I dedicate this entry to Christina, who I inadvertently stood up--I swear I left a message, just on the wrong phone. Here's what kept me away:
A first for me: placing my ungloved hand on top of a brood box loaded with bees, and not having a complete and utter nervous breakdown. When I realized that the Kitty colony was queenless, I tried to purchase a replacement queen but every place I called had just run out of queens. So, I decided to go for the madcap raising an egg from another hive into a queen plan--risky and time consuming, but my only other option was to combine our two hives and I didn't want to do that unless I absolutely had to--the hive would then be just be too high for me to reach and inspect.
I recently made friends with some local beekeepers and was telling them about my problems with Kitty and several of them told me of a man nearby who still had queens for sale, but they warned, I had to get her installed now. I called the number, he said he had what I needed, we made an appointment, and in a warehouse out in undisclosed town that could pass for the picture definition of the boonies, the deal went down. We shook hands, he pulled a small wooden box from his pocket, I pulled some cash from my pocket, and the queen was mine. I put her in Non Birding Bill's pocket and from there we hightailed it out to the Kitty hive to install the new queen.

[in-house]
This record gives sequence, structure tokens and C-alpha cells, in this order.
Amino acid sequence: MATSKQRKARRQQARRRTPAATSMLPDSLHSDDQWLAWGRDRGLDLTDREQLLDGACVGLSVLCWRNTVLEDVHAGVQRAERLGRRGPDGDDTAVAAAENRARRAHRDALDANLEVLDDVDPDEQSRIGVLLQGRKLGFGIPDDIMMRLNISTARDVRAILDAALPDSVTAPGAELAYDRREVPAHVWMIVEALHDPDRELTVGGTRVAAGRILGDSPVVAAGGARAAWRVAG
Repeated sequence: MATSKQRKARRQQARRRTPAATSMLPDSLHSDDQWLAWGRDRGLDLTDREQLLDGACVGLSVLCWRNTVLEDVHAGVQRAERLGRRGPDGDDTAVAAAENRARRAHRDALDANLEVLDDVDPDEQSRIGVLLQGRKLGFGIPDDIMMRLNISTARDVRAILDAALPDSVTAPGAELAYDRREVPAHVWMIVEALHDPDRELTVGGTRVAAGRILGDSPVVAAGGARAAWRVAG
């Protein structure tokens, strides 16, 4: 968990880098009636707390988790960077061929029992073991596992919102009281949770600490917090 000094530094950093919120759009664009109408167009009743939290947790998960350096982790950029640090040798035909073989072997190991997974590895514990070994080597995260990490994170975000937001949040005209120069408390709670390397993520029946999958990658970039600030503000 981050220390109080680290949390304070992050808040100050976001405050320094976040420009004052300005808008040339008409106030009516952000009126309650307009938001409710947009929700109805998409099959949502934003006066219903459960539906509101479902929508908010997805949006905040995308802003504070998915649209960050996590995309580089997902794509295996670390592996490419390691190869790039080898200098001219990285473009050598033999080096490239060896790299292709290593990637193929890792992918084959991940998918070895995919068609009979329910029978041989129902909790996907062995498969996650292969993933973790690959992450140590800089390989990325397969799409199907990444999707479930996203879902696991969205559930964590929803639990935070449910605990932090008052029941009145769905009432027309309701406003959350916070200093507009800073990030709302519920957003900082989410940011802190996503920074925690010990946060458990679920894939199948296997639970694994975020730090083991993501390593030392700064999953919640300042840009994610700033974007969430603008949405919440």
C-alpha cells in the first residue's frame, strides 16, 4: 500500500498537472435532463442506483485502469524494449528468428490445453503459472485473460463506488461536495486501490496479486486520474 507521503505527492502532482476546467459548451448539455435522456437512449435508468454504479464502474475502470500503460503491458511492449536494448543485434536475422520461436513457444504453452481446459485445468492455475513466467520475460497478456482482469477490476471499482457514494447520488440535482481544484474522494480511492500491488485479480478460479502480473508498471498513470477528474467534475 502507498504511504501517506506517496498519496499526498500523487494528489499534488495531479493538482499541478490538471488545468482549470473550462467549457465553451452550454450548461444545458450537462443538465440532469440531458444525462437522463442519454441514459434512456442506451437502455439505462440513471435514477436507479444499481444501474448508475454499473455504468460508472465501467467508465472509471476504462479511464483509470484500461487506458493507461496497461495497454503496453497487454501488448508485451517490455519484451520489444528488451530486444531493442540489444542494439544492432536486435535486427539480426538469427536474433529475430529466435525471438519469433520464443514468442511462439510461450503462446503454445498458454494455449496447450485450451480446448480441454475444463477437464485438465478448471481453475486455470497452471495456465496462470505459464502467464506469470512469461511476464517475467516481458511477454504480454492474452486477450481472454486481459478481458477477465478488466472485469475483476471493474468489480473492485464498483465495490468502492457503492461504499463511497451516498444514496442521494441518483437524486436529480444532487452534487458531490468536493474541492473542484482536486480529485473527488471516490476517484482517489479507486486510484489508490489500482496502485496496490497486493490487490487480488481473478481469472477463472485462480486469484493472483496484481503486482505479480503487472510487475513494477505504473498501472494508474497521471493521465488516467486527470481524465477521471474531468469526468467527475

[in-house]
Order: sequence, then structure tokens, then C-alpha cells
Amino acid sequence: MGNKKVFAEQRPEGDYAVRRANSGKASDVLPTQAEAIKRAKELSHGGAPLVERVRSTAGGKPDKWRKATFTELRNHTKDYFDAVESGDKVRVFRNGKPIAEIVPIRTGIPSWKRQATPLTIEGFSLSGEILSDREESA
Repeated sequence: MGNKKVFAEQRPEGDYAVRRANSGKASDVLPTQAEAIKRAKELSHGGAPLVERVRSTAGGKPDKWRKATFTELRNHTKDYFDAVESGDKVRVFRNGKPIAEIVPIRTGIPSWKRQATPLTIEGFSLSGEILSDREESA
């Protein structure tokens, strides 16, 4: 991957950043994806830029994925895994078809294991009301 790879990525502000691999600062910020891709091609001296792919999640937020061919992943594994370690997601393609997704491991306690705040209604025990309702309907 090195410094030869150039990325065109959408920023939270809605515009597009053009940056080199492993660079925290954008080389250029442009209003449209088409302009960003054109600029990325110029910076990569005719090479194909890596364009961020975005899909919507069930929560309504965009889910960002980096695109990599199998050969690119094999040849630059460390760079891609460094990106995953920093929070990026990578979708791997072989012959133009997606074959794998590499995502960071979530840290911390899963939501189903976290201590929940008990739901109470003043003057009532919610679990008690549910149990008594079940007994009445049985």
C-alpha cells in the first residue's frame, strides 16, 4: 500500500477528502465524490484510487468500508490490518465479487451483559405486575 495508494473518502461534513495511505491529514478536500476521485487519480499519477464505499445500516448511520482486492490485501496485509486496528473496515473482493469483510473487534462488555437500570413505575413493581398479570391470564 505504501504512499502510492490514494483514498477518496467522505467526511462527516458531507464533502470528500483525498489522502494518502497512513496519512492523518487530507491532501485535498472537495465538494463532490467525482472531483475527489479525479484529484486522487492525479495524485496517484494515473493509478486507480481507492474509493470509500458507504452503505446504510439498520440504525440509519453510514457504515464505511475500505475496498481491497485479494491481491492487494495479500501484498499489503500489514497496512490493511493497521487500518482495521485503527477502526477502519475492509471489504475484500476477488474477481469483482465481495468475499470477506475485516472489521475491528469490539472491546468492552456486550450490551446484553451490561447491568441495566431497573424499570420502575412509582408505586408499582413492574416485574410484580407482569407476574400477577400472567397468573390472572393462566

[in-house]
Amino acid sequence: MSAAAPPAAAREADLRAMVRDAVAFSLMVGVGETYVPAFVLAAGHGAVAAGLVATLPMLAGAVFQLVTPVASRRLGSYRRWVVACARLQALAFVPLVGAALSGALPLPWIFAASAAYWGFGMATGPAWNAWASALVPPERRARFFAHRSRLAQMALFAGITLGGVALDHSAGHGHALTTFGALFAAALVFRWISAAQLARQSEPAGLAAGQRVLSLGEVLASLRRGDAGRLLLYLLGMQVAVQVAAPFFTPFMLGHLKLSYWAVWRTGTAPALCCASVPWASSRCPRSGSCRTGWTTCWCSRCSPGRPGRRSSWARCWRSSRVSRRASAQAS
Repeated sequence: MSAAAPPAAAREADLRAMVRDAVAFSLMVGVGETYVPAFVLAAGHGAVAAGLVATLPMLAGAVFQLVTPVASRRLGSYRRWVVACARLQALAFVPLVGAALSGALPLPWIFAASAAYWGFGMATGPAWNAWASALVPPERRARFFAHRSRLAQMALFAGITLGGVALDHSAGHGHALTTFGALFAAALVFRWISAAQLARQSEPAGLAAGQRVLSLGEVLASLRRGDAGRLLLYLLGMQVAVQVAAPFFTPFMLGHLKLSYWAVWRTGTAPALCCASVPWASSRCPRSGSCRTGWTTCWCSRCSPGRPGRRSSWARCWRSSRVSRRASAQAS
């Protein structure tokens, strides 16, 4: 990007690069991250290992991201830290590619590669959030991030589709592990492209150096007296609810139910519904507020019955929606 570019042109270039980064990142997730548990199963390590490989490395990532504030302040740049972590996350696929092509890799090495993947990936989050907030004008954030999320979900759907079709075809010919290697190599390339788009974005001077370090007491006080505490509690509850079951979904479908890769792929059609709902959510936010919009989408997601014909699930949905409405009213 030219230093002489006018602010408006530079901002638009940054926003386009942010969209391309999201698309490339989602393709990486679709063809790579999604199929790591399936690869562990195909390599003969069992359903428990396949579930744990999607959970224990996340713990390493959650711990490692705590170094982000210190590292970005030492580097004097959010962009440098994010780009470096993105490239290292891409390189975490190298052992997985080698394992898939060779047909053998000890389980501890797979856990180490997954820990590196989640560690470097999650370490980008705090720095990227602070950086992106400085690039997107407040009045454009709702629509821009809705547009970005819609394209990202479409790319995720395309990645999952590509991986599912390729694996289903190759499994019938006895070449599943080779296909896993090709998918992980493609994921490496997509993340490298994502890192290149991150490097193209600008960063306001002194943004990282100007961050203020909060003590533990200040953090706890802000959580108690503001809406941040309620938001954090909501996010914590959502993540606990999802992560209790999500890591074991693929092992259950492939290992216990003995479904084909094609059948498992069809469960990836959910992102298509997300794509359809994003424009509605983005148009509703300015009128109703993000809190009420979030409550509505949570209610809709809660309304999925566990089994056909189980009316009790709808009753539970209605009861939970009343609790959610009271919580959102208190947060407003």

We threw on the bee suits, NBB lit the smoker (because he is the smoker master), and I gave Mr. Neil the queen for safe keeping. It was late in the day and we had to act fast. The foragers would be back in the hive and those are the most likely to sting you. However, when we opened Kitty, all was surprisingly calm--must be the lack of queen. Mr. Neil took the queen from his pocket and as soon as he took out the box, one of the Kitty bees landed on it. The queen's very first subject! That's it, my pretty, drink in that pheromone, assimilate, assimilate.
Basically, the queen is in a little cage that has a piece of candy covering the opening. When we first put the queen cage in the hive, the workers will want to come and kill the queen--but when they approach, she releases her pheromone and they want to serve her. Her aroma is released through the screen and both she and the other bees chew through the candy to have access to her. Once they get through the candy, they will have worked out their differences and the workers will show the queen around the hive so she can commence laying eggs. Here is the video of attaching the queen cage to one of the frames:
When we pushed in the cage, some of the cells with honey came open and created a small river of honey. In the video, you can see some of the workers start to lap it up. Here's a detailed photo:
Look at the lines of bee proboscis (tongues) lapping up that honey. Feast, my girls, feast. A new queen has arrived to build up your numbers. Some of you readers may be wondering why I went for a whole new queen if we started some eggs growing in a queen cell? Well, that wouldn't yield any new eggs for two weeks, and then it would be another three weeks until those eggs would hatch into new workers. Now, we have a new queen, fully fertilized and ready to lay. She'll need a few days to work her mojo on all the workers, but then she will get to layin' and I'll have new workers in three weeks instead of five weeks, giving them more time to build up food stores for winter.